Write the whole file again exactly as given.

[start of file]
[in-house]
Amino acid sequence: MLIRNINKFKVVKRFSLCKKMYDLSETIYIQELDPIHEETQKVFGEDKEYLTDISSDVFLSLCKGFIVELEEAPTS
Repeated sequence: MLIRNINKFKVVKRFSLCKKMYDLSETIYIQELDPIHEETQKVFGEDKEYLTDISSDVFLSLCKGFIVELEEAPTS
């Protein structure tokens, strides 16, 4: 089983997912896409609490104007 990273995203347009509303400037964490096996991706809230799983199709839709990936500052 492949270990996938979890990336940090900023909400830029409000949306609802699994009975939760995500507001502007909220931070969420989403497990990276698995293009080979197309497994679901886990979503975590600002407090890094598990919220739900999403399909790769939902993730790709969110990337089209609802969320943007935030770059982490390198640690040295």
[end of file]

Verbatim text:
[in-house]
Amino acid sequence: MLIRNINKFKVVKRFSLCKKMYDLSETIYIQELDPIHEETQKVFGEDKEYLTDISSDVFLSLCKGFIVELEEAPTS
Repeated sequence: MLIRNINKFKVVKRFSLCKKMYDLSETIYIQELDPIHEETQKVFGEDKEYLTDISSDVFLSLCKGFIVELEEAPTS
């Protein structure tokens, strides 16, 4: 089983997912896409609490104007 990273995203347009509303400037964490096996991706809230799983199709839709990936500052 492949270990996938979890990336940090900023909400830029409000949306609802699994009975939760995500507001502007909220931070969420989403497990990276698995293009080979197309497994679901886990979503975590600002407090890094598990919220739900999403399909790769939902993730790709969110990337089209609802969320943007935030770059982490390198640690040295």